Cranford hosts special workshop on 750 Walnut Avenue redevelopment plan – Union News Daily
CRANFORD, NJ – Formal action was taken on the 750 Walnut Avenue redevelopment plan at a special workshop on Monday, August 23, which residents attended.
Cranford Mayor Kathleen Prunty said the purpose of the meeting was to discuss a particular element of the redevelopment plan, the height of the buildings, as the township wanted to cap the four-story structures and Hartz Mountain Industries, which owns the property, wanted five story capped buildings.
“We went into mediation and couldn’t come to an agreement, so the special master, who is a judge appointed by the court, allowed us to reach out to the public, which we did,” said Prunty on Monday August 23. “So we had an online survey, which we put out everywhere for residents to have their say, and the residents overwhelmingly wanted four stories, which the city committee wanted.
“We voted on it tonight, but tonight was also an opportunity for the residents of Cranford to ask specific questions about the project,” she continued. “A lot of it has to do with traffic, which is a legitimate concern, and the township certainly doesn’t want to do anything that makes it a more dangerous street. We have a great planner, and we’ll get back to the audience with more details, so they can ask questions about that as well. “
The municipal committee voted unanimously to accept a four-story ceiling. Urban planner Annie Hindenlang from real estate consultancy Topology will now start work on the redevelopment plan project, based on four-story buildings.
From the start, the township’s position has been four-story buildings, with part of the project parking lot under the buildings, Prunty said in a press release sent to Union County LocalSource on Monday, August 23. Hartz Mountain had wanted five-story buildings and, after months of negotiations, the township and Hartz reached an agreement on the design of the buildings.
According to the press release, Wednesday August 4, after two days of mediation, it was agreed to have either two four-story buildings, all residential, with parking around the buildings and none below, or two five-story buildings, with four floors of residence and one floor of parking below. The township then requested an online community survey to seek public comment on the number of stories on Tuesday, August 10, with results by Monday, August 23.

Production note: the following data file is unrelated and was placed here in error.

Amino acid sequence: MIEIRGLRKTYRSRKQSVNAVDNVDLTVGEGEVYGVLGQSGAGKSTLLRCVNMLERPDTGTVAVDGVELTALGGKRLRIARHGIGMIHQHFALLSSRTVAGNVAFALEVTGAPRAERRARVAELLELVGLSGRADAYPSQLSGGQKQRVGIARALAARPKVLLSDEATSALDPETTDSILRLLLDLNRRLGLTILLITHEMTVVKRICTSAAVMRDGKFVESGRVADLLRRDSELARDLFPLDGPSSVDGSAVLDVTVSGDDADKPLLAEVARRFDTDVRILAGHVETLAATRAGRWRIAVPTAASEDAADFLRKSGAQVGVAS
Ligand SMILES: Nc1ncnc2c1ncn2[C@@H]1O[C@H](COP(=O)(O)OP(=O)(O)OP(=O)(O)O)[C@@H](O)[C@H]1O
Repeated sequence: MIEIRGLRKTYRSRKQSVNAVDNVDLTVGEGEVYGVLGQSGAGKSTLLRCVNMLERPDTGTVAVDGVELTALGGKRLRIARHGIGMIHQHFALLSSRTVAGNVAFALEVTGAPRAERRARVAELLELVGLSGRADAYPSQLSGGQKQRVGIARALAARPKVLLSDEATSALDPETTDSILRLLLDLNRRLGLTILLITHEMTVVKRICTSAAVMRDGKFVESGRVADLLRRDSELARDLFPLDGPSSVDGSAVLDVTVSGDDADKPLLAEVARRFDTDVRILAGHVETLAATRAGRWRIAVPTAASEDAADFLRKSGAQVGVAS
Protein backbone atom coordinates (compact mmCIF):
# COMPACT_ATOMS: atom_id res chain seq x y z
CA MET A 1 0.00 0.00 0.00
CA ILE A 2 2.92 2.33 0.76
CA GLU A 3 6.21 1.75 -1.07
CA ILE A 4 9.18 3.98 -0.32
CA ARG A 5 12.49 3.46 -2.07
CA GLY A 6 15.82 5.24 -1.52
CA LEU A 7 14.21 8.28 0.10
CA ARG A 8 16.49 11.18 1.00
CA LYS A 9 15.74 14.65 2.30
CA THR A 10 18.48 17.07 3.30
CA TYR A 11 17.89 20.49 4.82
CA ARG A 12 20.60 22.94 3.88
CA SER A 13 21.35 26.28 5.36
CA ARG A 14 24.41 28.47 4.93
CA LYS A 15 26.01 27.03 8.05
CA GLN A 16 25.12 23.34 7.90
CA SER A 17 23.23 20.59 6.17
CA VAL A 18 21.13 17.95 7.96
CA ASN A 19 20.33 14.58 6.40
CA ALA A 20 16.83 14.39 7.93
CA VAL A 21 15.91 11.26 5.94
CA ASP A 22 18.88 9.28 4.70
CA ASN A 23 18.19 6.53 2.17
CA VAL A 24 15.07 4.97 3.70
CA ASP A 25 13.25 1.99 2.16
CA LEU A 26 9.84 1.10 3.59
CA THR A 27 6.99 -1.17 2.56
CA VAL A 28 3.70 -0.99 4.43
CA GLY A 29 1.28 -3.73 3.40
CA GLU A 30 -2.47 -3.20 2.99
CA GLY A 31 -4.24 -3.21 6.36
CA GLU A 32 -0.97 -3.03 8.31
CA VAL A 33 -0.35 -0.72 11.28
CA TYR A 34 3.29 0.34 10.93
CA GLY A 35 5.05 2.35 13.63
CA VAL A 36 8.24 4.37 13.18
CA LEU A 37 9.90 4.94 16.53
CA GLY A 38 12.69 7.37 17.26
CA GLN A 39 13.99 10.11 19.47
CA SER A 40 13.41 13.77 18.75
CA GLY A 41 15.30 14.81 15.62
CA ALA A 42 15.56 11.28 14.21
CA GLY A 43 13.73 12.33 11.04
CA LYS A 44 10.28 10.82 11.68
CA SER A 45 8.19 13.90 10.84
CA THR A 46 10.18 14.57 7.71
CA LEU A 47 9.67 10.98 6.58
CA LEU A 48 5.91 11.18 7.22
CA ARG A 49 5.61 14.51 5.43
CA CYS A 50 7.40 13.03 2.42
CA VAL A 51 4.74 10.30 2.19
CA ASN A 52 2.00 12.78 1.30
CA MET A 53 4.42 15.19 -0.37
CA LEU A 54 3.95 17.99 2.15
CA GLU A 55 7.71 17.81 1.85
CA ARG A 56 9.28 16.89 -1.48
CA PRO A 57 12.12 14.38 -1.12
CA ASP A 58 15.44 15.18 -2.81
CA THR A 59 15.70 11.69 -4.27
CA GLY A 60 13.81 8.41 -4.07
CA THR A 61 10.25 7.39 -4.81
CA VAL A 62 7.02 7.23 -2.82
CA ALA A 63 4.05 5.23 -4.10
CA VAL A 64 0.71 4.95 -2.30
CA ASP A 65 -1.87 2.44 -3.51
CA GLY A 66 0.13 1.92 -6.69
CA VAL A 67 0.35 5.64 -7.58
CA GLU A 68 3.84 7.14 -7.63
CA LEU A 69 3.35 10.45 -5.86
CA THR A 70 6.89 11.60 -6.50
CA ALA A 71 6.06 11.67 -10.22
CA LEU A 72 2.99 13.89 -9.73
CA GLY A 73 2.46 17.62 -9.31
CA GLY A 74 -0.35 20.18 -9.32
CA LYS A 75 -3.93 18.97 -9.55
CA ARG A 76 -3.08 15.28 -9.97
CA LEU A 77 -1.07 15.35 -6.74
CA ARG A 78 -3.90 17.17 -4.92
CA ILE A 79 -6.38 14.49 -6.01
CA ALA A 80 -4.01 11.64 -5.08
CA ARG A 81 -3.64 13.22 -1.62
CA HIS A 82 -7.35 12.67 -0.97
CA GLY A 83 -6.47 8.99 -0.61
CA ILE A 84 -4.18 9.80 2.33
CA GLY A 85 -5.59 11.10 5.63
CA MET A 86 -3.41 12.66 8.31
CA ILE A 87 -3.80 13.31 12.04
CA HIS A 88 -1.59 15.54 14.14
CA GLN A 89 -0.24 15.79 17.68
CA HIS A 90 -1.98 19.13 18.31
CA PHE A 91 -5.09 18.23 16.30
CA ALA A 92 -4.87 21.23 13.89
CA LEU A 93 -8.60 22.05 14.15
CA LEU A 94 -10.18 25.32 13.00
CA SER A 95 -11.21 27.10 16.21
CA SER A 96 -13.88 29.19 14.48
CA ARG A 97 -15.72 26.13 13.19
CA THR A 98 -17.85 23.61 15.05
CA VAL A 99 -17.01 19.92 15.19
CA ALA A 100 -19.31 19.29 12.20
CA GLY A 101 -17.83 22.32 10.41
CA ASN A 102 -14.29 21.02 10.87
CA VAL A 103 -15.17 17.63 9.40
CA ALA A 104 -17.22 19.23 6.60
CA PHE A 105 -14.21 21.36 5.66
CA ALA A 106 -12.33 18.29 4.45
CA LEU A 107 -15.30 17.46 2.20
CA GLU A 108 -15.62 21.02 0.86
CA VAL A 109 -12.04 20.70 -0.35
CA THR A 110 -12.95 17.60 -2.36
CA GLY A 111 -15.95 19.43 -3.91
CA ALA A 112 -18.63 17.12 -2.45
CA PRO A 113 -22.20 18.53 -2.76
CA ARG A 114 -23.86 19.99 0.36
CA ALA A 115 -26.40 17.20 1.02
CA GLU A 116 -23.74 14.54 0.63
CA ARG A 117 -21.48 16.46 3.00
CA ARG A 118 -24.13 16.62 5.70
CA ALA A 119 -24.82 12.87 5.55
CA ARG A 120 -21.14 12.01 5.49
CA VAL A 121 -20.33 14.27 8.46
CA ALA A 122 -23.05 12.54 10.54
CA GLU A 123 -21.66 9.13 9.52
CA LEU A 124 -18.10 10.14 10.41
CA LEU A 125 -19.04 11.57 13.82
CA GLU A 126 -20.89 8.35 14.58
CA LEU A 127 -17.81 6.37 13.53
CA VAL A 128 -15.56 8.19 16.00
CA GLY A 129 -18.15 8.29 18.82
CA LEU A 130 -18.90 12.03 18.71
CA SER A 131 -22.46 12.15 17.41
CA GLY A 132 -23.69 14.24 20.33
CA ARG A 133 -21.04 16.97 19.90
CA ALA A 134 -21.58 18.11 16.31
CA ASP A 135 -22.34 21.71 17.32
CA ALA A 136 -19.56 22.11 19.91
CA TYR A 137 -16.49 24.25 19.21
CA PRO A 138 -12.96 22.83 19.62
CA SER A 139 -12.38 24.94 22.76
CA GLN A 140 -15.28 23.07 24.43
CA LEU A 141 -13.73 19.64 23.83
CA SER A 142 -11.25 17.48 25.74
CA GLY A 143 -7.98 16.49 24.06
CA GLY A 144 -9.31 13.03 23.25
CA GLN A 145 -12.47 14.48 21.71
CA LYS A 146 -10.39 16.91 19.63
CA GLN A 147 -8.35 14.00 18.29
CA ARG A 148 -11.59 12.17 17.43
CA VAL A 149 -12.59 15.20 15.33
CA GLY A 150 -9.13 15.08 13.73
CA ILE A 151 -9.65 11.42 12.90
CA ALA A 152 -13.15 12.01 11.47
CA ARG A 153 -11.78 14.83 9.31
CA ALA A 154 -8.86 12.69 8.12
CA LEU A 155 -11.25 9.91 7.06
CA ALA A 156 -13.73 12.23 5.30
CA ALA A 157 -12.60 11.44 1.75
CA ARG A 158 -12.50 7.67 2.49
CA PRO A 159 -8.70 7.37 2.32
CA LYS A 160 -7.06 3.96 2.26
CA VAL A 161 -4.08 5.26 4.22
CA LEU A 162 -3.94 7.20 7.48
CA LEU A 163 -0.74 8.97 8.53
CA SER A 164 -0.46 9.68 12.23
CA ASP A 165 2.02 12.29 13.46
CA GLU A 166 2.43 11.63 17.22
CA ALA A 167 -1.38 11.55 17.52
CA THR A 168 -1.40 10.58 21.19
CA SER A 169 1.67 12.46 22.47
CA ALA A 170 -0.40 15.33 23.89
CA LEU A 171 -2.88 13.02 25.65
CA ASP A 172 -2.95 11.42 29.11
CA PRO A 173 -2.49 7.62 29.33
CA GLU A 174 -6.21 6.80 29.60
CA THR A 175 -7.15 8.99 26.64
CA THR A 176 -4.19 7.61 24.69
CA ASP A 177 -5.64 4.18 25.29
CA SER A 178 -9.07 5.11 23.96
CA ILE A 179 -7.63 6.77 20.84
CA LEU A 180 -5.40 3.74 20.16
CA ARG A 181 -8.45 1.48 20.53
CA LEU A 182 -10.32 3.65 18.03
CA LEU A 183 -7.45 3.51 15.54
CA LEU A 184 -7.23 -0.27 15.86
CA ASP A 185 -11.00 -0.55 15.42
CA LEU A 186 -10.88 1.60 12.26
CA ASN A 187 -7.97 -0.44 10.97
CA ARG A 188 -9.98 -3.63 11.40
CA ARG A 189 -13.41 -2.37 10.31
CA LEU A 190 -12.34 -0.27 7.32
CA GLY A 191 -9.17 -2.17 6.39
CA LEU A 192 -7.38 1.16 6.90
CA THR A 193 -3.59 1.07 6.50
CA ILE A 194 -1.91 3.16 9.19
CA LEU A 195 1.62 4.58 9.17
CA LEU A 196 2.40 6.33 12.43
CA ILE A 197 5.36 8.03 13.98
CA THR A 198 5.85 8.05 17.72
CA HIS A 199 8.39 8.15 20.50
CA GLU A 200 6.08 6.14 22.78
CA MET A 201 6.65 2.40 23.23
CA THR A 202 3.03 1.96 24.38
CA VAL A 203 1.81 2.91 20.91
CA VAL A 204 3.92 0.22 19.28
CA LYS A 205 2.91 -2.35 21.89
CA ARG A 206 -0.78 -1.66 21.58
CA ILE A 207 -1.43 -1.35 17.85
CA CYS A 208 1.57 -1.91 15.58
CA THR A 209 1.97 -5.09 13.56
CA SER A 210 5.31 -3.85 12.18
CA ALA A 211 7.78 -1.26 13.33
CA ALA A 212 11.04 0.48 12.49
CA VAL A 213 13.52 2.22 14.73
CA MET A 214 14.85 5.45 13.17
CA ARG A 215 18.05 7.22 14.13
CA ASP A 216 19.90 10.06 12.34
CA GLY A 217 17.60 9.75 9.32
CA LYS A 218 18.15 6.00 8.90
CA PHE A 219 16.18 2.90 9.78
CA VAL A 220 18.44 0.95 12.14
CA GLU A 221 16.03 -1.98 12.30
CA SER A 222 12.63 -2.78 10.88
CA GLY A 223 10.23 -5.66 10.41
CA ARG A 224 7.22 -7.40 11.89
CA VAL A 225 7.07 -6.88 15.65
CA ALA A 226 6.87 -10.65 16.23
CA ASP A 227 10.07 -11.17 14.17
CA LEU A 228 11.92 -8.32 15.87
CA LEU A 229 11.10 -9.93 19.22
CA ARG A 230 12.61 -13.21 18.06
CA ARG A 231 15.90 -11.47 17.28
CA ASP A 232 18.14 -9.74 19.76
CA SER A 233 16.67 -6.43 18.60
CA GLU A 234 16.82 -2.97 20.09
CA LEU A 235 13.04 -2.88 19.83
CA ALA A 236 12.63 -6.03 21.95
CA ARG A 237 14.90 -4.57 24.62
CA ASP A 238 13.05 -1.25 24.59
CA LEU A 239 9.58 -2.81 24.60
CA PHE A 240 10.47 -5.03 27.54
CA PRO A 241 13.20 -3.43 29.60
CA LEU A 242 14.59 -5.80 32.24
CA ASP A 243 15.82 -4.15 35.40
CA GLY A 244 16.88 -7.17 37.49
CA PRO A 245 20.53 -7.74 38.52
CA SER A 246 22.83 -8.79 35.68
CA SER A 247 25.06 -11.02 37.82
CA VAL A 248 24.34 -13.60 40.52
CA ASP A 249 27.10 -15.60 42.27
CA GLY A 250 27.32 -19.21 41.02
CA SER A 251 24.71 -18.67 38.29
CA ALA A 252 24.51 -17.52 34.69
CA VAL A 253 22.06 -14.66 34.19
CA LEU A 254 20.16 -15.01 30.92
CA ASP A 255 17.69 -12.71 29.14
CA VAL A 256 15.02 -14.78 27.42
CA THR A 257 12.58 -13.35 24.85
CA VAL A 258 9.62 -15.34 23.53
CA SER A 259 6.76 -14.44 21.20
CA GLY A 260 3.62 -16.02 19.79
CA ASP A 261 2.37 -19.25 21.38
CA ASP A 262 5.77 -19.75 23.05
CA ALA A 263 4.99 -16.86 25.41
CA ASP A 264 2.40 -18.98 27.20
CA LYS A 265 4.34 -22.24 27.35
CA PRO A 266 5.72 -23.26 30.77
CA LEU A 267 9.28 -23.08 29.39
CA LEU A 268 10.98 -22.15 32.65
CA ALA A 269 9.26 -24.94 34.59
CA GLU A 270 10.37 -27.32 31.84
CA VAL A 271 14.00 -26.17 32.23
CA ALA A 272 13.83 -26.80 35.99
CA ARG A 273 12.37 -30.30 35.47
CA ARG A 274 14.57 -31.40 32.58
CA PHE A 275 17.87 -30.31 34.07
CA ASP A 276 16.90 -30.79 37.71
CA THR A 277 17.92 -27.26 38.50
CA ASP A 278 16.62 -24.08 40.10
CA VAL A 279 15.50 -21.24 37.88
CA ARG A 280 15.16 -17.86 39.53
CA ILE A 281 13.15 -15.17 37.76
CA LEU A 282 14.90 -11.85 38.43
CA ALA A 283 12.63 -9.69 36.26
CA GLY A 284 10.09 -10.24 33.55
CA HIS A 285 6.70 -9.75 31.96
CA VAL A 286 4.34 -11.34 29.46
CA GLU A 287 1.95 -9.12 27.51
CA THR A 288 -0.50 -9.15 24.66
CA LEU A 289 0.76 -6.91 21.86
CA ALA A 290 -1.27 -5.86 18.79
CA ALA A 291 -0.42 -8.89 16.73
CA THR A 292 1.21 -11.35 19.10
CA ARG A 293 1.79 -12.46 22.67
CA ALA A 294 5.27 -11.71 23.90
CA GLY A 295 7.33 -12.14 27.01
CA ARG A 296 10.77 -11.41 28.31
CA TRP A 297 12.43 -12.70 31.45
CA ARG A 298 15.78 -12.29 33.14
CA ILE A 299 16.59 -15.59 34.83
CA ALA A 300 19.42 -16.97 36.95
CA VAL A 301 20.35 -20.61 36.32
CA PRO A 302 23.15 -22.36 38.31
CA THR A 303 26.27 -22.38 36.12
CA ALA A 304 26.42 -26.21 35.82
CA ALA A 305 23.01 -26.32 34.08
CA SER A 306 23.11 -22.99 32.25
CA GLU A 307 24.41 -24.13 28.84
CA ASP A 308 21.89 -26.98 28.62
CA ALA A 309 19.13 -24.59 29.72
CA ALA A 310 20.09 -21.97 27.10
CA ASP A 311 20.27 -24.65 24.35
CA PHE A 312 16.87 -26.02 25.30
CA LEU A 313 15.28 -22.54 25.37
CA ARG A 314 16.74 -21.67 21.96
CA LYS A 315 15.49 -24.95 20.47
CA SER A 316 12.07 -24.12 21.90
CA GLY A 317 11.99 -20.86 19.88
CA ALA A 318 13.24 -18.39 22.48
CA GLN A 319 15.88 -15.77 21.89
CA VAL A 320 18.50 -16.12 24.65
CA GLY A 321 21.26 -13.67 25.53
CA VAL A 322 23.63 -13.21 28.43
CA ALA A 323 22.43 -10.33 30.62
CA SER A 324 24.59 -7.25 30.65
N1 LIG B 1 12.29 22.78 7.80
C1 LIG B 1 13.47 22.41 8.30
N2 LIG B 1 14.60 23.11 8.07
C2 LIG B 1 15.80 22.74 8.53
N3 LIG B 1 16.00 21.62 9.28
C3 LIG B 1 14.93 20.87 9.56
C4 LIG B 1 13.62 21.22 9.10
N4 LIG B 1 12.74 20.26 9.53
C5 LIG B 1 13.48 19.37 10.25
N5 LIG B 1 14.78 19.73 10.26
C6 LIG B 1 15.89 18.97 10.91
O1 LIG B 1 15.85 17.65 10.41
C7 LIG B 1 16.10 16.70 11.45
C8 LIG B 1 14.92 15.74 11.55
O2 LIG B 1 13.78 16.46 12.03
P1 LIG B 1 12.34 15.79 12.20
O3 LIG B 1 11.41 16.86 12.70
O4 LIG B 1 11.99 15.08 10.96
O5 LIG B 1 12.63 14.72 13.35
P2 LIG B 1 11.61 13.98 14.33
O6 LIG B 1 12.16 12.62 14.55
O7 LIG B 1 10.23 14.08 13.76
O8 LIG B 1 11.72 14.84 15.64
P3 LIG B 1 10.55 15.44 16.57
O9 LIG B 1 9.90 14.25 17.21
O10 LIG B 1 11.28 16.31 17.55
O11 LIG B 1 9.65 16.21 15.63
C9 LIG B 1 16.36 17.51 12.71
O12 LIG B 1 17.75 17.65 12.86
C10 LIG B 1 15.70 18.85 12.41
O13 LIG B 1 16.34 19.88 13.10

The survey was posted on social media, the township’s website and emailed to residents of the 750 Walnut Avenue neighborhood, according to the press release. The survey received 553 responses, with 392 in favor of a four-story design and 161 in favor of a five-story design.
Hindenlang, Township Lawyer Ryan Cooper and Deputy Mayor Brian Andrews attended the special meeting via video call. In addition to his work on the draft redevelopment plan, which will include more details on the building design, open public park space, parking, landscaping and walkways, Hindenlang said a Independent traffic study will assess the impact on Walnut Avenue and surrounding streets. . The results of the traffic study will decide where and how Hartz will implement traffic calming measures in the area, including improvements to pedestrians and bike lanes.
Cranford resident Lydia Allen of Walnut Avenue, who was hit by a car five years ago and attending the Monday August 23 meeting, asked about the safety of pedestrians crossing Behnert Place and Walnut Avenue in Cranford .
“There are many things you can do to slow traffic down on Walnut right now. Because they have such a wide road, it naturally encourages people to speed up and behave more recklessly, ”Hindenlang told Allen. “Some of the interventions that were conceptually discussed would prevent the problems from reoccurring, but no improvement would be recommended that would make the situation safer for pedestrians. The objective is to improve the pedestrian environment there.
Prunty praised that residents had the opportunity to voice concerns about the redevelopment before it happened.
“I thought it was great,” the mayor said. “Sometimes meetings can be controversial and people get angry. This is exactly what a public meeting should be: people expressing their concerns, their interests, their ideas. It was a productive and constructive public meeting. It was great.”
Township committee member Jason Gareis said the public’s contribution benefits the community.
“I think what led up to this meeting actually helped the community in the way we had an online survey to determine if residents were more in favor of a four or five story building on site 750. Walnut, so I think the preparation for this meeting was the important part and making sure that we have the public input for this development, ”Gareis said on Monday 23 August.
Township administrator Jamie Cryan said public decisions matter, and she also praised the night’s meeting.
“It’s important that these decisions are made in public, and it’s important that the public be there, and they did, and they expressed concerns, suggestions, and I think it went really well. “Cryan said on Monday, August 23. .
Another public meeting will be scheduled for mid-September, so that residents can consult and comment on a draft of the new redevelopment plan.
Photos by EmilyAnn Jackman